Synod Opens the Way for Women

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Synod 2007 made a historic decision that allows women who are elders and ministers to be delegated to synod starting next year. Three decades after the often-divisive debate over women in ecclesiastical office started, it came to a peaceful resolution that emphasized the unity of the church.

“We will now be seating women delegates,” said Rev. Bruce Persenaire, Classis Central California. “There’s something historic about that on the 150th anniversary of the Christian Reformed Church.”

Synod’s decision will still allow individual classes (regional groups of churches) to declare that women may not be delegated to their classis meetings.

Both supporters of women’s ordination and those who believe Scripture forbids it spoke in favor of the proposal.

“There will be many of us who continue to believe that biblical requirements involve gender, and it is impossible for us to surrender that component,” said Rev. Joel Nederhood, Classis Illiana. “But,” he added, “the issue is the unity of the church of Jesus Christ. I think that [allowing classes to restrict who may be delegated to classis] goes far in enabling us to work together in classes and the local church.”

Rev. George Vander Weit, Classis Grand Rapids East, called it a “tremendous moment” when synod called for removing the word male from the Church Order of the CRC.  “I’ve worked and prayed for this moment for years. I think [this resolution] gives space,” he said. “There’s a huge difference between delegating to classis and delegating to synod. Let’s have the classes look at us and say, ‘That’s the kind of unity we want.’”

A crowd of about 400 people showed up Tuesday night, June 12, to witness the historic decision. Many audience members wore a blue card distributed by a group called “Cloud of Witnesses” to show their support of full inclusion of women in the church. They observed the proceedings in silence, including when the decision was announced.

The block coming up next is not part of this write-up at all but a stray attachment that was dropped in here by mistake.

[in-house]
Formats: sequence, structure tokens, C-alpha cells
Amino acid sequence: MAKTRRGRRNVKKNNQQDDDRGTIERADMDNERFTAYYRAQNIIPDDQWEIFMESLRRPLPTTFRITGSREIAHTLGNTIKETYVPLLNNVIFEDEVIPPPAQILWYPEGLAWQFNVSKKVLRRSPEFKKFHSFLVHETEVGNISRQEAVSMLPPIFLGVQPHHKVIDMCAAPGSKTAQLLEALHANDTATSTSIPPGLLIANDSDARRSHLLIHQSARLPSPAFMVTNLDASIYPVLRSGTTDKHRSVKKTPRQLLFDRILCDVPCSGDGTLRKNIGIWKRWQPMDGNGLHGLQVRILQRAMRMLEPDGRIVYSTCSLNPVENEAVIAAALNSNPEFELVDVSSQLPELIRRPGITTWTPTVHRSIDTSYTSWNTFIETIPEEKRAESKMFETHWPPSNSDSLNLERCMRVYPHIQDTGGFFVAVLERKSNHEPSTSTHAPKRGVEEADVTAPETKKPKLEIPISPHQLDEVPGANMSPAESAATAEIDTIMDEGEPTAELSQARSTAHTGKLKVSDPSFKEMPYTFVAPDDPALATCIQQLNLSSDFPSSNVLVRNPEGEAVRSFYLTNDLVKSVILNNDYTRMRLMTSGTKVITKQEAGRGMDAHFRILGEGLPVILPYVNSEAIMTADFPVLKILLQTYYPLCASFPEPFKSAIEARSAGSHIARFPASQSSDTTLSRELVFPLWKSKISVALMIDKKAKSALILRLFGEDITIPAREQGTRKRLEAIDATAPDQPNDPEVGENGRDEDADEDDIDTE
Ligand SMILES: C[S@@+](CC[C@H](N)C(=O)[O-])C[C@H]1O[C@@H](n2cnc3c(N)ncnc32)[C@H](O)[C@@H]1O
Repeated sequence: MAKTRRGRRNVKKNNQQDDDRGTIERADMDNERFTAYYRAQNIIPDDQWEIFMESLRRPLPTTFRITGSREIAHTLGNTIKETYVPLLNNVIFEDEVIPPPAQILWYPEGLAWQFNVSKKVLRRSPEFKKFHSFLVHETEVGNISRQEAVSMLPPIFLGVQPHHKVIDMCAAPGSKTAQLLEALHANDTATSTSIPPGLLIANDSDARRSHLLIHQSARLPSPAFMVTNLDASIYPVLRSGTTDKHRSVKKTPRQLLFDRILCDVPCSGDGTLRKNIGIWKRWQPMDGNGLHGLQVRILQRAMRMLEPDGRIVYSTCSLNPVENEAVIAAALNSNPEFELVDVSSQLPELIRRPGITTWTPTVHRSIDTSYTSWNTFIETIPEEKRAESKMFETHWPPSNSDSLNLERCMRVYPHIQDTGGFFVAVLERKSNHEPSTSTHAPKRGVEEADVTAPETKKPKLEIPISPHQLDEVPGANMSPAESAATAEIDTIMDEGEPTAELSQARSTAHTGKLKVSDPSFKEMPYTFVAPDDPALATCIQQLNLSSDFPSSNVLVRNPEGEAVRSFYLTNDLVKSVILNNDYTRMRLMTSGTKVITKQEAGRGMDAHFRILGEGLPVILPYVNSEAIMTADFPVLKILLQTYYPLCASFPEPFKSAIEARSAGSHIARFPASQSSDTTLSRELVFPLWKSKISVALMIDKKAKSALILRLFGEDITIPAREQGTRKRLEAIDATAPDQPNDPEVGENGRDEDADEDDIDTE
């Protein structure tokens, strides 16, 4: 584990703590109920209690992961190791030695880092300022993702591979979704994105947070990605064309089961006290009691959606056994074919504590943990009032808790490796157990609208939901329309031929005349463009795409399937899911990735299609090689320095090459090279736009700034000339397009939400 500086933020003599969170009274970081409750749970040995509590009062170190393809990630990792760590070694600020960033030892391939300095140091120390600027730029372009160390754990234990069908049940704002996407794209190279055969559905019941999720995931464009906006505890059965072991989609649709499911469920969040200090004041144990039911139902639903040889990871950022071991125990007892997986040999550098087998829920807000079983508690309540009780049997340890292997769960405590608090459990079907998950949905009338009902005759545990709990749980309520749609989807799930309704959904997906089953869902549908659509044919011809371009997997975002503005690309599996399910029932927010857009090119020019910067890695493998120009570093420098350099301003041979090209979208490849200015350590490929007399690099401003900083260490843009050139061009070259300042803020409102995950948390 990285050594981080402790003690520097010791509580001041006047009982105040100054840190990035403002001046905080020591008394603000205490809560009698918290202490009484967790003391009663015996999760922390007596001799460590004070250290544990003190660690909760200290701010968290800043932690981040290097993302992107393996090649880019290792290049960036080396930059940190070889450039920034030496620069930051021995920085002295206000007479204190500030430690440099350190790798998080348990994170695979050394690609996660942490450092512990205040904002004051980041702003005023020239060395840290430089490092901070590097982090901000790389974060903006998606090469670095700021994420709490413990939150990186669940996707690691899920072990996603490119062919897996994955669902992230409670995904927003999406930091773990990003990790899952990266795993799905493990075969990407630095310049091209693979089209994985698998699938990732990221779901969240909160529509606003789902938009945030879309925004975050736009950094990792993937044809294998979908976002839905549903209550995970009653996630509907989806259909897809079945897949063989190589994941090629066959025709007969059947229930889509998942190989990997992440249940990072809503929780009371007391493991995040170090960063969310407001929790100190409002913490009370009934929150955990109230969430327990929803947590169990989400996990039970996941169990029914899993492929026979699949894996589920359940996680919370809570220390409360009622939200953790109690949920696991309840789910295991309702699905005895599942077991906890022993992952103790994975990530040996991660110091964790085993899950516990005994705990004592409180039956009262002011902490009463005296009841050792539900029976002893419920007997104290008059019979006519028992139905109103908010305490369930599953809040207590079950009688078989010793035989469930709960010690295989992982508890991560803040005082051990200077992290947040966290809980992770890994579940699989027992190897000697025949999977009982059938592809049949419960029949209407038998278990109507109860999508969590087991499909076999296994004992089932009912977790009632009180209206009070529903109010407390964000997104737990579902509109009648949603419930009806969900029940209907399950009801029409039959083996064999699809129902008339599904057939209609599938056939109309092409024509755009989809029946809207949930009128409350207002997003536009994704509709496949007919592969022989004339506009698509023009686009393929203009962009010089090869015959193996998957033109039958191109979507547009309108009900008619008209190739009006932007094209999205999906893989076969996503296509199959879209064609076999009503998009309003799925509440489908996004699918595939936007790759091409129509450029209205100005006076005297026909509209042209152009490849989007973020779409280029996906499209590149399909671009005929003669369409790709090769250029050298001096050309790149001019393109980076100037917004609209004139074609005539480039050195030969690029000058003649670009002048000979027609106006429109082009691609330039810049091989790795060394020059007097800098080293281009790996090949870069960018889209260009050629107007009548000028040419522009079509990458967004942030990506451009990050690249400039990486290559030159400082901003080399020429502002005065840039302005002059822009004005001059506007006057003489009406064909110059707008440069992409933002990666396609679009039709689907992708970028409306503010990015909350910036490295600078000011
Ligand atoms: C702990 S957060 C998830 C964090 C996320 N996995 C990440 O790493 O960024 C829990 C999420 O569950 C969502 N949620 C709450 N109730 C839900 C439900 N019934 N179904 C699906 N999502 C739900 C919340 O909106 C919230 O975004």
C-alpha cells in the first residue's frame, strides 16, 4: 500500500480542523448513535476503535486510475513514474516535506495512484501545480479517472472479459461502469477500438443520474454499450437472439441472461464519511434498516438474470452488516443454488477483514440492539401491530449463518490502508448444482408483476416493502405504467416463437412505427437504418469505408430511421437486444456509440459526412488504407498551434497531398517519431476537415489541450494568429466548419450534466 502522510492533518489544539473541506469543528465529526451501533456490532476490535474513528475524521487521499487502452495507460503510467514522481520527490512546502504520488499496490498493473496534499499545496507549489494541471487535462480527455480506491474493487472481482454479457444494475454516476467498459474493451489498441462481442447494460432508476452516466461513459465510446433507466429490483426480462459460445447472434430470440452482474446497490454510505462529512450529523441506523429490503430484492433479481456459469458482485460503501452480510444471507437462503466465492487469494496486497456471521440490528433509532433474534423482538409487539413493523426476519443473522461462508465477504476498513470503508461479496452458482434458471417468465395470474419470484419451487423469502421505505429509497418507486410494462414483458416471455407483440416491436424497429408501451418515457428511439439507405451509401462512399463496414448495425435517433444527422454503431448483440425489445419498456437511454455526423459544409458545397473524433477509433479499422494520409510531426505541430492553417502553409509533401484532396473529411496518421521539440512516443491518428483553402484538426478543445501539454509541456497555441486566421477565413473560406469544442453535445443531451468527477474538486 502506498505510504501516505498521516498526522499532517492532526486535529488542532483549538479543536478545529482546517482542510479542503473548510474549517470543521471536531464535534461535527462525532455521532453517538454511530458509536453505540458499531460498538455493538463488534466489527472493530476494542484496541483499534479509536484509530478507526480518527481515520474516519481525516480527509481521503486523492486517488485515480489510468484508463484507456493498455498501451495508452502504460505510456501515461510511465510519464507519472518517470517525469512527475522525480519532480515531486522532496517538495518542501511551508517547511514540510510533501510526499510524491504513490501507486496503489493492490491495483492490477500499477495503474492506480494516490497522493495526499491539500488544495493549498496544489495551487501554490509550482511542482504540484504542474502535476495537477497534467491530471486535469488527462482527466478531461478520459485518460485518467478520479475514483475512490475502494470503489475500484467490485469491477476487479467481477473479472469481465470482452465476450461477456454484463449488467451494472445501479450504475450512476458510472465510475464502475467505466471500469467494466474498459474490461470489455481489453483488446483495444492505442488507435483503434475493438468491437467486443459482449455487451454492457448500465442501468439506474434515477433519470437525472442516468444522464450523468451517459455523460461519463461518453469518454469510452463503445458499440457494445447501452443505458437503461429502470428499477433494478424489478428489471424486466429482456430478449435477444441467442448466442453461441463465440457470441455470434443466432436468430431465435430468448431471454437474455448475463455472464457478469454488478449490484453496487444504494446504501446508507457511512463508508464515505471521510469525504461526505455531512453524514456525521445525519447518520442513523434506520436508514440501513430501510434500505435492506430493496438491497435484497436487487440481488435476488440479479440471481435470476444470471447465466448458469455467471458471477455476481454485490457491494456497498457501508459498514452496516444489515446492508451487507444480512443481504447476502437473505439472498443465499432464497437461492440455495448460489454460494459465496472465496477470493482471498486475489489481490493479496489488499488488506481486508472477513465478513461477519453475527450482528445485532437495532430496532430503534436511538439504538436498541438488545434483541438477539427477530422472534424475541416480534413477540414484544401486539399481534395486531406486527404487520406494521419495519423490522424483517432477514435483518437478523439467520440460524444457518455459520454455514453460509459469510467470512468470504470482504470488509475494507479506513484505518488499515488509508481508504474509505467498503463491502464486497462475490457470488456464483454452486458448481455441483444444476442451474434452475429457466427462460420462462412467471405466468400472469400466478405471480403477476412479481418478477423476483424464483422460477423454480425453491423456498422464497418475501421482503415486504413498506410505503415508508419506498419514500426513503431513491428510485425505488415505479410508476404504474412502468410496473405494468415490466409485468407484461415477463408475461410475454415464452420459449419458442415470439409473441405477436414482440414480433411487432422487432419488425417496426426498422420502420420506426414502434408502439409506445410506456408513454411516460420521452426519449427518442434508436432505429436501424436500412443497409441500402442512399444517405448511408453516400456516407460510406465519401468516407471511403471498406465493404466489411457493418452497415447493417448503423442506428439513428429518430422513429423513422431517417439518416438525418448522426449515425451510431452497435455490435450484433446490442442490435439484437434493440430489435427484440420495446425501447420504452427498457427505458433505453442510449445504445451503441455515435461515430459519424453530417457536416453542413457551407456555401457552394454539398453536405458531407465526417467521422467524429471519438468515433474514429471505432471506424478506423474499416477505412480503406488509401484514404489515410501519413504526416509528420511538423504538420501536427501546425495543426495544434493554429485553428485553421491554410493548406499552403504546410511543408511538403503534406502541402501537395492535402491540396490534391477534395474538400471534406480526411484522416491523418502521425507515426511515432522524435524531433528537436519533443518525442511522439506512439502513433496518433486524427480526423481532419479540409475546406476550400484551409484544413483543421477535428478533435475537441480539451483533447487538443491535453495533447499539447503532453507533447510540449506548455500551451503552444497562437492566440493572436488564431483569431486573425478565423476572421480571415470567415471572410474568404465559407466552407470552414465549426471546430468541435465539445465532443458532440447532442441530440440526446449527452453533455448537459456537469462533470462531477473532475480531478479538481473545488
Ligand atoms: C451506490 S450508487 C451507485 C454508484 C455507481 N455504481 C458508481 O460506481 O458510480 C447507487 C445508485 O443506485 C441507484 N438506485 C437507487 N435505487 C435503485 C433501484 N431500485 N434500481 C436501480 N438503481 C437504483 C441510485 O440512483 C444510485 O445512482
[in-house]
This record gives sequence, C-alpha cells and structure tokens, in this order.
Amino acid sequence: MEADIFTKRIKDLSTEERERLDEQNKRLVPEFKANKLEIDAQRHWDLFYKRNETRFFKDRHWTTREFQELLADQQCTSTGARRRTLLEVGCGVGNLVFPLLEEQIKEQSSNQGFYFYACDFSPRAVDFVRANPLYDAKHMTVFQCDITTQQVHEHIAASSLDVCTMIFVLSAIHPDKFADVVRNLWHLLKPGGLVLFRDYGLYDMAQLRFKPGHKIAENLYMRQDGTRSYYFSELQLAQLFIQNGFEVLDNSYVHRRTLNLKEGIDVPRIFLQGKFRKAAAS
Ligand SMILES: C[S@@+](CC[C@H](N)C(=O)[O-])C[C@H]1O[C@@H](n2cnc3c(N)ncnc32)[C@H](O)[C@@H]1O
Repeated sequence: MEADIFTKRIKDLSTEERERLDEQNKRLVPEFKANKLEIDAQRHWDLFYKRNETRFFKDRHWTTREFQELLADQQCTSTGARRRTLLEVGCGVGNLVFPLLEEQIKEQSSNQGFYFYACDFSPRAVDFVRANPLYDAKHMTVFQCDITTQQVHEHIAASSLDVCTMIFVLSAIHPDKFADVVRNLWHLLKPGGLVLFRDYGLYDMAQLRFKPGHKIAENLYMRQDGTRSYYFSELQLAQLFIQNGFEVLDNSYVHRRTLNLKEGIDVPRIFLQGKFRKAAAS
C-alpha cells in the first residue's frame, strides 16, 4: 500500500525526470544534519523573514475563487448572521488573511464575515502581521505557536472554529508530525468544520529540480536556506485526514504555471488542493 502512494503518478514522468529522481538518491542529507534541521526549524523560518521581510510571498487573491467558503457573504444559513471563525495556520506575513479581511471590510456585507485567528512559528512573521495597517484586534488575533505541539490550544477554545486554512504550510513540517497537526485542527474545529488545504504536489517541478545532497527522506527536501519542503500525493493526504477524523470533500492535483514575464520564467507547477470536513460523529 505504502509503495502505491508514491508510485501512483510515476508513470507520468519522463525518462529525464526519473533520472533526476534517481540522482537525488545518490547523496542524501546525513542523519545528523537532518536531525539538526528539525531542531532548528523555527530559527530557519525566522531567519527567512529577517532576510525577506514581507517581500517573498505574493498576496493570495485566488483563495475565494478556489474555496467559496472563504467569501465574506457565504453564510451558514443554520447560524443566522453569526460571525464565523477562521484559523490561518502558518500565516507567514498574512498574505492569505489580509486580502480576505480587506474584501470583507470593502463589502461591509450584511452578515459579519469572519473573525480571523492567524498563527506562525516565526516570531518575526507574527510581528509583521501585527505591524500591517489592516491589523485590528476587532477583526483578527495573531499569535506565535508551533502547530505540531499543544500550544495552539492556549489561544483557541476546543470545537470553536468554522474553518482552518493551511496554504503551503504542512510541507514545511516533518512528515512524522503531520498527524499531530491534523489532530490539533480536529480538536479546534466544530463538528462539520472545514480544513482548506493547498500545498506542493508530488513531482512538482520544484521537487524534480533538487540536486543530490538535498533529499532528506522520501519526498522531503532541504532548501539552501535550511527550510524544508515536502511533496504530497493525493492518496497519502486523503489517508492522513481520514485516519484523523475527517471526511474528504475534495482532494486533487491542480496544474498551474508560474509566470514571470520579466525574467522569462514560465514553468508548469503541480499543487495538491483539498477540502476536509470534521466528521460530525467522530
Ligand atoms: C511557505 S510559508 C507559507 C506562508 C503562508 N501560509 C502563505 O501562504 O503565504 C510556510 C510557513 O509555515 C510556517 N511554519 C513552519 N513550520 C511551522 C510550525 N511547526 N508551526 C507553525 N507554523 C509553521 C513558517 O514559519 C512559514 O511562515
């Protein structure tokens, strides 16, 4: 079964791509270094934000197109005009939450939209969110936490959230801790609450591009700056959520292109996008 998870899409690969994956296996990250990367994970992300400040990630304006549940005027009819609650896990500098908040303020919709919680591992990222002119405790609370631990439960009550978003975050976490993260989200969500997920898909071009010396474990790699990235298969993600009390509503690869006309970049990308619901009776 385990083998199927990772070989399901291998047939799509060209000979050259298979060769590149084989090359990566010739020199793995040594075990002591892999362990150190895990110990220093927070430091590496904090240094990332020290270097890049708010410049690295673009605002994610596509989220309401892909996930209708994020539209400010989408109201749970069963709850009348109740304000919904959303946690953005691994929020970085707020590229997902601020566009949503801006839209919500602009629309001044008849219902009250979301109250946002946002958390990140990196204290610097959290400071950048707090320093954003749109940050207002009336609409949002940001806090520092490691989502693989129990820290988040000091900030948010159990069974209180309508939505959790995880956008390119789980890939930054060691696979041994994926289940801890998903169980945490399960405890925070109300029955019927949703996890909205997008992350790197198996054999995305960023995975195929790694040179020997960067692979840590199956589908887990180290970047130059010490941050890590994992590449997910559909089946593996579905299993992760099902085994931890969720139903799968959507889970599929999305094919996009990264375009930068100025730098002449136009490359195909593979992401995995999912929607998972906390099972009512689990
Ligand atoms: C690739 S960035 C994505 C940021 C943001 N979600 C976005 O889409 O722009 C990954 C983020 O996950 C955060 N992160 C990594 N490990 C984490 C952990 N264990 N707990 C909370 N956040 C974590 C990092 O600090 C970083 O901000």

“We were determined to conduct ourselves in a dignified manner, to let our presence say it all,” said Shirley Roels, an organizer of the Cloud of Witnesses group.

“Women being delegated to synod was the highest and strongest wall, and it’s finally come tumbling down,” said Stephanie Baker Collins, who was on synod’s first panel of women advisers in 2001.

Synod’s decision included a provision that “delegates who believe that the seating of women delegates [at classis or synod] is in violation of the Word of God may record their protest on the appropriate credentials.”

“Thank you for a little bit of space,” said Rev. Warren Lammers, Classis Kalamazoo, in reference to the provision. “I’m very grateful for the toil that has gone into this.”

The decision confirmed Synod 2006’s decision to delete the word male from Church Order Article 3a and effectively reversed that synod’s decision to invoke a seven-year Sabbath rest on discussing the issue.

Synod 2007 president Rev. Joel Boot led the delegates in a concluding prayer. “Now we have made a far-reaching decision that will change a lot of things for our denomination for those on both sides,” he prayed. “Christ, make it possible for us who are different, disagreeing, and sometimes disagreeable to be one in you, that the world may see that we are one.”

About the Author

Roxanne Van Farowe is a freelance writer living in North Carolina. She has reported on synod, the annual decision-making gathering of the CRC, for many years.

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